From mid-October through mid-November I traveled approximately 20,000 air miles (see map) visiting 5 countries and 13 cites in Australia, Philippines, Indonesia, Singapore, China and Japan. The purpose of this trip was to meet with companies who were interested in acquiring licenses for U.S. franchise brands our company represents.
Australia had just gone through a national election that saw the pro-business party sweep into power. Everyone was very excited about the potential for growth over the next couple of years. The Philippines is seeing high growth and strongly desires U.S. brands, especially in the food sector. Indonesia continues to see good consumer spending growth despite some nationalistic moves by the government ahead of major elections in 2014. Singapore has recovered from the recession but is having some challenges with imported labor. All of these remain good places to take established U.S. franchise brands.
Singapore’s immigration challenges are interesting. For decades Singapore welcomed immigrants to help grow the economy to one of the most advanced in the world. Low wage workers are needed but citizens are becoming nervous about the influx of migrant workers. (Source: Stratford, ‘Singapore’s Immigration Dilemma’, 12/12/2013)
China is experiencing huge changes in 2013 associated with the once-a-decade Beijing government leadership changes. My trip to China this time was focused more on “2nd tier” cities such as Chongqing, Nanjing, Dalian and Shenyang. While these are cities with large populations – Chongqing officially has over 30 million people – they are often considered second class to Beijing, Shanghai, Guangzhou and Shenzhen. The 2nd tier cities are where the central government is focusing investment to raise the standard of living and to keep the population happy.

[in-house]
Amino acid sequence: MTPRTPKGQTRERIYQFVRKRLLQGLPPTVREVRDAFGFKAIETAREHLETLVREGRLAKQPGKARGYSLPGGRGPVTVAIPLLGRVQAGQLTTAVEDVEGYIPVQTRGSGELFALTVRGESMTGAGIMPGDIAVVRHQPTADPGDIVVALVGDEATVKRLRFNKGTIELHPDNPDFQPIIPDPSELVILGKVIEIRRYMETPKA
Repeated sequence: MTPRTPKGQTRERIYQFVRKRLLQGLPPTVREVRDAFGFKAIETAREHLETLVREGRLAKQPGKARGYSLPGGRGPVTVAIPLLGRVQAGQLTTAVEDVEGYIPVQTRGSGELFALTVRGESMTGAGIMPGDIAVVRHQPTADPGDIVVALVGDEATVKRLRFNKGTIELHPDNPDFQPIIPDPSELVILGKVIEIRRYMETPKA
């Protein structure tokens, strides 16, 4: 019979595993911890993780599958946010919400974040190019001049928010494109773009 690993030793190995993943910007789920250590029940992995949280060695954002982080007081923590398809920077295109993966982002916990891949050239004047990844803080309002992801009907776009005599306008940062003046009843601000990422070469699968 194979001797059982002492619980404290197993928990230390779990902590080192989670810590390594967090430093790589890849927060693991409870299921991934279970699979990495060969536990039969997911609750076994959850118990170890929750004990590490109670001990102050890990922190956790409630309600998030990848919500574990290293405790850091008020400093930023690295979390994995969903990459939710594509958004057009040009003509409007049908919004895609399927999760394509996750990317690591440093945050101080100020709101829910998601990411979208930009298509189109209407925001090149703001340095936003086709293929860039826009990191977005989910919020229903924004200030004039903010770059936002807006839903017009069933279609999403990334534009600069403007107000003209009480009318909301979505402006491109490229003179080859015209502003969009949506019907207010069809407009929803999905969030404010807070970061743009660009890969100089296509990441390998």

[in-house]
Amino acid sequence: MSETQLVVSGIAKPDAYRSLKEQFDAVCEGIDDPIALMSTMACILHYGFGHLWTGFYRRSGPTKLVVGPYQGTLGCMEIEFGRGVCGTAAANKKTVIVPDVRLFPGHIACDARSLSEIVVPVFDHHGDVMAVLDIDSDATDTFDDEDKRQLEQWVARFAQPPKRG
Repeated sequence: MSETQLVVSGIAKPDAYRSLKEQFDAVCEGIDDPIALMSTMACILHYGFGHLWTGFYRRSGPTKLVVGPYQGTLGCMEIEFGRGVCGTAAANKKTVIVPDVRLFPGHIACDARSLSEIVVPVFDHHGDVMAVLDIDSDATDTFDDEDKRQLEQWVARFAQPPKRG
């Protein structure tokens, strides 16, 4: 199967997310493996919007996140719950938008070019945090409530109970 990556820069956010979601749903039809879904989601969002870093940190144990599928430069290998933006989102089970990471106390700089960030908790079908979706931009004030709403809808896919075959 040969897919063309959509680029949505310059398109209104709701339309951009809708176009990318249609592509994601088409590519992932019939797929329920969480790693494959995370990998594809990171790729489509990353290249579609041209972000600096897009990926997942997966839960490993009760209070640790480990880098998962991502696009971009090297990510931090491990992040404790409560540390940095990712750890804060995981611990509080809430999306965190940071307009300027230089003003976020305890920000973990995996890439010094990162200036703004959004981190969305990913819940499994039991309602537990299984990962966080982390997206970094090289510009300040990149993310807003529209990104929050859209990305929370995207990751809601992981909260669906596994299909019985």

One of the very interesting trends now in the Philippines, Indonesia and China is the consumer’s focus on food quality and safety. Fast middle class consumer growth has far outstripped the countries ability to produce safe food locally. This seems to be a higher concern than prices. Especially for the new middle class young families with children.
A good sign on this concern is that US-based Smithfield Foods, a huge producer of pork, was recently bought by China’s Shuanghui International. And the UK-based Weetabix cereal was bought in 2012 by China’s Bright Food. (Source: Forbes, ‘Global Small Business Blog’, 12/20/13)